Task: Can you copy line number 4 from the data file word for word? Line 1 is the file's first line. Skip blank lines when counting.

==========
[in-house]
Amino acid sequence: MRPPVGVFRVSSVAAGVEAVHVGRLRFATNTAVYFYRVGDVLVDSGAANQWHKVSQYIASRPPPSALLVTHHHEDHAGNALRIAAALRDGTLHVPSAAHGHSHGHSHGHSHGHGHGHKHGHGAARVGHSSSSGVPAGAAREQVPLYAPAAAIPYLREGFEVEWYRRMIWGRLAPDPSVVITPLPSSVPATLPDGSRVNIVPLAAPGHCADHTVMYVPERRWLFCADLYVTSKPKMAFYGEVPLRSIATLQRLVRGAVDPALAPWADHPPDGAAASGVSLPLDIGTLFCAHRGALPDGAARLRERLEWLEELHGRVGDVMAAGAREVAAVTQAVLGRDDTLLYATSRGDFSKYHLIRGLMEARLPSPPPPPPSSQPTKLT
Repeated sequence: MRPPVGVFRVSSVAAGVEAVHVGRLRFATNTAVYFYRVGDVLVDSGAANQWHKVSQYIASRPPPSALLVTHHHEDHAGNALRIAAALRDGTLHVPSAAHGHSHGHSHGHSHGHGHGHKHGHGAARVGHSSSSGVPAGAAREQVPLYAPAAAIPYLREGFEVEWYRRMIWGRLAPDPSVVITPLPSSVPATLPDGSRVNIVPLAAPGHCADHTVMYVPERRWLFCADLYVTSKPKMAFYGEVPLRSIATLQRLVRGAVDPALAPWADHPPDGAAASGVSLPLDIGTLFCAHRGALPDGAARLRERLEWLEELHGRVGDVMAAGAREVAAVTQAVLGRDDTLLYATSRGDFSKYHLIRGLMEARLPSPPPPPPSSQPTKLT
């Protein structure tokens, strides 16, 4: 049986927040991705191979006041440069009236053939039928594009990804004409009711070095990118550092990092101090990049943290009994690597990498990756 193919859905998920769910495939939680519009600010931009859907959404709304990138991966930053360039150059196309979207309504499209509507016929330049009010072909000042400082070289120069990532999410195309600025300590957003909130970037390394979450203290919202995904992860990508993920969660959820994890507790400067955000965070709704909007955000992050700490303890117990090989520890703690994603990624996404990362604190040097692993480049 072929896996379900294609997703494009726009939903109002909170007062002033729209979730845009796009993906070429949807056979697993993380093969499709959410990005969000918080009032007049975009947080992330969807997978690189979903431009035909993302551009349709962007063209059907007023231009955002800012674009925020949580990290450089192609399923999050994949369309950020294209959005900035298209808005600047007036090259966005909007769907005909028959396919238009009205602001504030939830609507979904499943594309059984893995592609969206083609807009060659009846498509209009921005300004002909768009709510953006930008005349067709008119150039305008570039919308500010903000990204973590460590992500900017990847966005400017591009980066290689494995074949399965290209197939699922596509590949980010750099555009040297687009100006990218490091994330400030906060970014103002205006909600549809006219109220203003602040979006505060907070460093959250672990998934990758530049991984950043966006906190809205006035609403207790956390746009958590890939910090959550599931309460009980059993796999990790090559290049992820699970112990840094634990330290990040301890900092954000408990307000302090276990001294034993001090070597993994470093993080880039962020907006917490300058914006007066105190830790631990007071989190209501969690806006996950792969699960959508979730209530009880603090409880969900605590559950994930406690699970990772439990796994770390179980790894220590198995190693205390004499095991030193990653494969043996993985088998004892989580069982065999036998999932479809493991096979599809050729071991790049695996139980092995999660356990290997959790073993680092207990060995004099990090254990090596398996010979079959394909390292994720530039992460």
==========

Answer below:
């Protein structure tokens, strides 16, 4: 049986927040991705191979006041440069009236053939039928594009990804004409009711070095990118550092990092101090990049943290009994690597990498990756 193919859905998920769910495939939680519009600010931009859907959404709304990138991966930053360039150059196309979207309504499209509507016929330049009010072909000042400082070289120069990532999410195309600025300590957003909130970037390394979450203290919202995904992860990508993920969660959820994890507790400067955000965070709704909007955000992050700490303890117990090989520890703690994603990624996404990362604190040097692993480049 072929896996379900294609997703494009726009939903109002909170007062002033729209979730845009796009993906070429949807056979697993993380093969499709959410990005969000918080009032007049975009947080992330969807997978690189979903431009035909993302551009349709962007063209059907007023231009955002800012674009925020949580990290450089192609399923999050994949369309950020294209959005900035298209808005600047007036090259966005909007769907005909028959396919238009009205602001504030939830609507979904499943594309059984893995592609969206083609807009060659009846498509209009921005300004002909768009709510953006930008005349067709008119150039305008570039919308500010903000990204973590460590992500900017990847966005400017591009980066290689494995074949399965290209197939699922596509590949980010750099555009040297687009100006990218490091994330400030906060970014103002205006909600549809006219109220203003602040979006505060907070460093959250672990998934990758530049991984950043966006906190809205006035609403207790956390746009958590890939910090959550599931309460009980059993796999990790090559290049992820699970112990840094634990330290990040301890900092954000408990307000302090276990001294034993001090070597993994470093993080880039962020907006917490300058914006007066105190830790631990007071989190209501969690806006996950792969699960959508979730209530009880603090409880969900605590559950994930406690699970990772439990796994770390179980790894220590198995190693205390004499095991030193990653494969043996993985088998004892989580069982065999036998999932479809493991096979599809050729071991790049695996139980092995999660356990290997959790073993680092207990060995004099990090254990090596398996010979079959394909390292994720530039992460």